Back in 2011, Ellis Paul wrote to his fans that he would be embarking on a project geared toward children, describing some of our great American heroes. He asked, who are your heroes? Who are the great Americans that you look up to? I think hundreds of ideas flooded in. Paul's newest recording, The Hero in You, is the result of these beginnings. It is a labor of love, a year in the making. The fourteen songs in this collection may be for children, but they are also for the adults who love them, and for everyone who has come under the spell of Ellis Paul.
There are some obvious choices here—some of our greatest artists, inventors, writers and thinkers. But some of the less obvious choices provide the best opportunity to educate and entertain us both. Here we find Augustus Jackson, a chef in James Madison's White House kitchen who went on to popularize ice cream, creating a myriad of flavors, and packaging them so that the icy dessert we love today would last for more than a day. He was one of the first African American business men. Paul also introduces us to Mr. Tee Tot, an Alabama blues man from the early 20th century who mentored and influenced artists like Hank Williams. We learn these things from the biographies that Paul has written inside the liner notes.
The accompanying booklet also includes beautifully rendered illustrations, created by Paul for this project.
The Hero in You contains some of the best melodies and most moving lyrics of Paul's career. Chief Joseph is a perfect example of this. Most children in America learn the story of the great chief of the Nez Perce tribe of the Pacific Northwest. He was known for his bravery and wisdom, and one of the most famous quotes in American history, "I will fight no more forever." Opening with Christopher Rowland's lovely Native American flute, the lyrics immediately draw us into his story:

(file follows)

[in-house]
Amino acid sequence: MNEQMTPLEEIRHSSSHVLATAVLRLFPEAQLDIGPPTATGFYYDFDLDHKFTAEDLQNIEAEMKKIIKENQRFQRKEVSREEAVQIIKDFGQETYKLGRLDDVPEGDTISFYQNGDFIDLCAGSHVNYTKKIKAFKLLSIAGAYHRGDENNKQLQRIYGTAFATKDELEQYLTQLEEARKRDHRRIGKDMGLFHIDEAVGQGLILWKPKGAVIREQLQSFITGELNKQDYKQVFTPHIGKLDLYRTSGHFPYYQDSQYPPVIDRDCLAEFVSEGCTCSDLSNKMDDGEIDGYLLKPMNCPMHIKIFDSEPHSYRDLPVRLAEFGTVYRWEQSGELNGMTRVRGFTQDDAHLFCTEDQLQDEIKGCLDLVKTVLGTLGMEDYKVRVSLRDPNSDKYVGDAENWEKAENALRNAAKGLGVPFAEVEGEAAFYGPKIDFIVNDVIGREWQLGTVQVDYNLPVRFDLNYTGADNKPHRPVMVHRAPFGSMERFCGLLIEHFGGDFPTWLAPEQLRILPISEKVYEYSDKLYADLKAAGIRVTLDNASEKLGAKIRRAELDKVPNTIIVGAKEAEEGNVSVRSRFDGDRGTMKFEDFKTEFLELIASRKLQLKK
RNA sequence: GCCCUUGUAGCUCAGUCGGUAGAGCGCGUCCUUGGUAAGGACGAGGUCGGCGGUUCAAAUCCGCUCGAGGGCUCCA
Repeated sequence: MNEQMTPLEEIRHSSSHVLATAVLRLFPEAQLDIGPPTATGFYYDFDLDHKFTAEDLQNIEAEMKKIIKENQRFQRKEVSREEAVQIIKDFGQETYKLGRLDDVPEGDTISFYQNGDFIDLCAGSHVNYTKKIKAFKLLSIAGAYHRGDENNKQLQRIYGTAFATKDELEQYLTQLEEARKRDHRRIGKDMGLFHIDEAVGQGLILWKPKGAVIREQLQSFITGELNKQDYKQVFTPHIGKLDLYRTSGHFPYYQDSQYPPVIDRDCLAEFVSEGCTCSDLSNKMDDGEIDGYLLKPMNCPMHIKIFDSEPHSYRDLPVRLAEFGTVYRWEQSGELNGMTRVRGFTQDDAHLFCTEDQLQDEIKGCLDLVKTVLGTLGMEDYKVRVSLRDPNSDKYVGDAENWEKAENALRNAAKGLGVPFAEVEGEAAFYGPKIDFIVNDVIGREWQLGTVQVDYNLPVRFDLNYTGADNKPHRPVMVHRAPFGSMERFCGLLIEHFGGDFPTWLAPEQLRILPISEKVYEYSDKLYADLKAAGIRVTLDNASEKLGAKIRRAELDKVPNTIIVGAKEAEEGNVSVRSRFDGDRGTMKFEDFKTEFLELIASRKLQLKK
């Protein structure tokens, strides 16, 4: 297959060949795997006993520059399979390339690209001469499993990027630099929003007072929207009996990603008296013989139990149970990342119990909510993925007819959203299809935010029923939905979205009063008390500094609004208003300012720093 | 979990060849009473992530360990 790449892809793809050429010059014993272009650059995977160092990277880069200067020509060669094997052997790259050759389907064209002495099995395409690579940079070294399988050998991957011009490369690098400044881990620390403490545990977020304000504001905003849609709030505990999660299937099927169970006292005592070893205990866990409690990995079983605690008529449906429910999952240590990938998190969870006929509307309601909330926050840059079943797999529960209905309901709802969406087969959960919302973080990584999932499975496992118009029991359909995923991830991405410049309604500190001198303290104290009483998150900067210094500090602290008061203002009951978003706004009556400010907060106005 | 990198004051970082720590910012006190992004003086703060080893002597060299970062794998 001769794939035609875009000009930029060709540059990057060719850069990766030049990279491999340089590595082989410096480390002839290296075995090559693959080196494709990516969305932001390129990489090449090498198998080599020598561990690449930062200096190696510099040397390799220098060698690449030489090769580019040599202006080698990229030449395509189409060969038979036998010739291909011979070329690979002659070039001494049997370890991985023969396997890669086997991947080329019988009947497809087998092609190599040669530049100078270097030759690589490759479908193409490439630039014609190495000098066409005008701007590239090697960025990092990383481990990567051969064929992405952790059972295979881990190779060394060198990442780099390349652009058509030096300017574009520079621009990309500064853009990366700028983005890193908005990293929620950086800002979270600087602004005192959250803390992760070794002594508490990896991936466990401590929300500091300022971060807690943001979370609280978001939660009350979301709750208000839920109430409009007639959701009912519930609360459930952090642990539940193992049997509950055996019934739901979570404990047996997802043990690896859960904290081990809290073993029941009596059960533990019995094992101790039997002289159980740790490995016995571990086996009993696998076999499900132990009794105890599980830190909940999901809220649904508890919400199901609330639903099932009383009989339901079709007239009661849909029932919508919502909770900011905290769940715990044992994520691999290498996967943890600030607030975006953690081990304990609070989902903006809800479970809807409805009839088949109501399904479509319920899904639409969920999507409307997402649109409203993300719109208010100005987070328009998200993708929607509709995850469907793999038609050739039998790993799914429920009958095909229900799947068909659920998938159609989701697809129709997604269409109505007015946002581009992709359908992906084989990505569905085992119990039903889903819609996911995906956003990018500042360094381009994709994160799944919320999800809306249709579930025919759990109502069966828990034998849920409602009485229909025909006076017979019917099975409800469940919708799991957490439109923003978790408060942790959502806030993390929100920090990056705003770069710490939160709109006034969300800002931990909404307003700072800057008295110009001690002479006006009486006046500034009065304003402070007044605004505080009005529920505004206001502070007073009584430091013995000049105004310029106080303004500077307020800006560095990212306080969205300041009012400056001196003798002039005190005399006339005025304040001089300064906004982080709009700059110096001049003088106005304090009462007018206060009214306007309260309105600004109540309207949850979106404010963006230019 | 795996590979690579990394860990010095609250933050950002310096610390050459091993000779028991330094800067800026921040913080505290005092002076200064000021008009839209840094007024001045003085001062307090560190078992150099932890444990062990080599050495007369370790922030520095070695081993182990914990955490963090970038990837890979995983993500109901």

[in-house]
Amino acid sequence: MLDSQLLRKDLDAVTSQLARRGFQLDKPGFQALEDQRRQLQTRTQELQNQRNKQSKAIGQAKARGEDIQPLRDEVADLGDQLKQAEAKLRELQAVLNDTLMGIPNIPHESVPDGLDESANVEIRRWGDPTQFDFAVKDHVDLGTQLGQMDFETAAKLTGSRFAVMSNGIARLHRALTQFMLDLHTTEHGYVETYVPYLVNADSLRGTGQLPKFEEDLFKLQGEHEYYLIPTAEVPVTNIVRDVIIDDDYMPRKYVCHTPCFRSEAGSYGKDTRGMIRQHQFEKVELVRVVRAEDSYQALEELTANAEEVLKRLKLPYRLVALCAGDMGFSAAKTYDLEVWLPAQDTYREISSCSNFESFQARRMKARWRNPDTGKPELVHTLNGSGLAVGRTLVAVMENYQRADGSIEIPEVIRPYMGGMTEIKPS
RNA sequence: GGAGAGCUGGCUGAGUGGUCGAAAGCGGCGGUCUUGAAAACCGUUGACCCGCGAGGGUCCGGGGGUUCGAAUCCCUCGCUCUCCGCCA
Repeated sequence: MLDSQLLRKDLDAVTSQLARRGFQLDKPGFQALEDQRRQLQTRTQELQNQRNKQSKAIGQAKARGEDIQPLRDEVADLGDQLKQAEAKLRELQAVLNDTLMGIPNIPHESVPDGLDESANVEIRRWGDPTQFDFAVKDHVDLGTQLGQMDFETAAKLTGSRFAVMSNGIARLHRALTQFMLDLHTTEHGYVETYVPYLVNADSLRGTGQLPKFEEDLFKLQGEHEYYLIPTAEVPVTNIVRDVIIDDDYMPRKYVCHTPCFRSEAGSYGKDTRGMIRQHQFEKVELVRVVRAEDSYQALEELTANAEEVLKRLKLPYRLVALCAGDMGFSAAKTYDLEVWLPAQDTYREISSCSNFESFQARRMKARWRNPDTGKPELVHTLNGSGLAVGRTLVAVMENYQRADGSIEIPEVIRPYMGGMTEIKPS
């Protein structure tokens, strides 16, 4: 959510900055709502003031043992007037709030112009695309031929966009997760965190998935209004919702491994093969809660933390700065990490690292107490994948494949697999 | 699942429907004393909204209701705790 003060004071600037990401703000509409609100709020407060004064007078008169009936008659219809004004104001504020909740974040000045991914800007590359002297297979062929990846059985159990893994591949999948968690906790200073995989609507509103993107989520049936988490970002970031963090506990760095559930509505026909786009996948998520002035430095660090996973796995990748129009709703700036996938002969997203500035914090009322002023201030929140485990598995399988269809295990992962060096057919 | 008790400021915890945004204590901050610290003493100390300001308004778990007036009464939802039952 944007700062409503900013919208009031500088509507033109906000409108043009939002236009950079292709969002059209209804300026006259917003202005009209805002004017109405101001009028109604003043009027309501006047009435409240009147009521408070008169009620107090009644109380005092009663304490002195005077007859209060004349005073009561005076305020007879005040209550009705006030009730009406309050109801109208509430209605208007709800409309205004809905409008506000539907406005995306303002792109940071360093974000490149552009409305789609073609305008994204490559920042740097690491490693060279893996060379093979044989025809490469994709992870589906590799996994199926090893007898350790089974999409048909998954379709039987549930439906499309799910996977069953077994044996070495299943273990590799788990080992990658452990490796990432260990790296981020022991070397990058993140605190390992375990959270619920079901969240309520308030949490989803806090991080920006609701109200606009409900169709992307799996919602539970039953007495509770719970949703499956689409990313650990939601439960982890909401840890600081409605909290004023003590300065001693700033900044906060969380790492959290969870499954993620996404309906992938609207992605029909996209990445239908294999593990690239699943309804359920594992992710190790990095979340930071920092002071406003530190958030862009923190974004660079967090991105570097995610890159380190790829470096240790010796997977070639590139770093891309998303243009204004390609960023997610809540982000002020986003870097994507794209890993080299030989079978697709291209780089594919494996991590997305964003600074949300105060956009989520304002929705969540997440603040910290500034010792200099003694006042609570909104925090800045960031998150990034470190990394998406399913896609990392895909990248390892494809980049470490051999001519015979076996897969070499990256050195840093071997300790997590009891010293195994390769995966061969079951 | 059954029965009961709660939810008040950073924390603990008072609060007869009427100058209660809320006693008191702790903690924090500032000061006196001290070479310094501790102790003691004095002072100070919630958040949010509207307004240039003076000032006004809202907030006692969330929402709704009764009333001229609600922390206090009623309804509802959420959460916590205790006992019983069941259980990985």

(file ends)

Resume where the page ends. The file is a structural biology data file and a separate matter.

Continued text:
I am a child of the Wallowa Valley in the wilds of Oregon
In the closing chorus, we hear Paul's children sing Chief Joseph's famous words. And in this moment we realize that his legacy has been passed down to yet another generation.
Other songs introduce us to the early American feminist and journalist, Nellie Bly, whose given name was Elizabeth Jane Cochran. She was the first person to expose the indignities of American mental institutions in the late 19th century by getting herself admitted for ten days and writing about her experience. She gained international fame for her efforts. The song is beautifully produced by Flynn, who provides the percussive sounds of a train at the beginning of the song, reminding us of her travels around the world via steamship and railroad. Paul is joined by the distinctive voice of Antje Duvekot as well as a chorus of children.
The sounds of the forest open a lovely ballad describing the pivotal work of early environmentalist Rachel Carson. Paul's tenor seems to soar above the treetops she so loved. And then mid-song the sound of bulldozers interrupts the beguiling melody. We also hear Flynn's voice echoing each line, and the sound of water in the closing moments. This one is a standout.
Ellis Paul is also known as a poet, delighting audiences over the years with many of the spoken pieces he has written. He delivers a spoken recitation on his take on the genius of Thomas Edison which begins, "Imagine you could ride a thought/Like a train at a station that you've just caught."
In writing and releasing the songs of The Hero in You, Ellis Paul turns our attention to some of the great Americans that can and do influence not only our children, but their parents as well. The songs dig deep, touching the listener with both a meaningful lyric and a vivid melody. You will find yourself humming these tunes when you least expect it. History, music, and learning - it all comes together here. This is a recording you will want in your collection, and one you will turn to again and again. These stories are not just for kids…they are for all of us.
Edited by: David N. Pyles
Copyright 2012, Peterborough Folk Music Society and Roberta B. Schwartz.
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